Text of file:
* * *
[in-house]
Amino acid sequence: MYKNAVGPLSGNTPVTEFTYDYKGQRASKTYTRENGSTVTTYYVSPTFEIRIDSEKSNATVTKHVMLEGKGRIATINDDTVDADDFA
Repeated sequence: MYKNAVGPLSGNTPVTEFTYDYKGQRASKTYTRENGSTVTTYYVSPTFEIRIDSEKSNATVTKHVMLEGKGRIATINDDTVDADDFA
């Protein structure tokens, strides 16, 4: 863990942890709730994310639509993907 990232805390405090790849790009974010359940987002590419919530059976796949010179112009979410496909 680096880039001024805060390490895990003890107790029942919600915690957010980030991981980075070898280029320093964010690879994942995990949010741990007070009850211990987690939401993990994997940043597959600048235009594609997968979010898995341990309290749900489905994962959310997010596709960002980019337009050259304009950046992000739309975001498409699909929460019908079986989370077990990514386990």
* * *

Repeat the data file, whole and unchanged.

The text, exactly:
[in-house]
Amino acid sequence: MYKNAVGPLSGNTPVTEFTYDYKGQRASKTYTRENGSTVTTYYVSPTFEIRIDSEKSNATVTKHVMLEGKGRIATINDDTVDADDFA
Repeated sequence: MYKNAVGPLSGNTPVTEFTYDYKGQRASKTYTRENGSTVTTYYVSPTFEIRIDSEKSNATVTKHVMLEGKGRIATINDDTVDADDFA
């Protein structure tokens, strides 16, 4: 863990942890709730994310639509993907 990232805390405090790849790009974010359940987002590419919530059976796949010179112009979410496909 680096880039001024805060390490895990003890107790029942919600915690957010980030991981980075070898280029320093964010690879994942995990949010741990007070009850211990987690939401993990994997940043597959600048235009594609997968979010898995341990309290749900489905994962959310997010596709960002980019337009050259304009950046992000739309975001498409699909929460019908079986989370077990990514386990």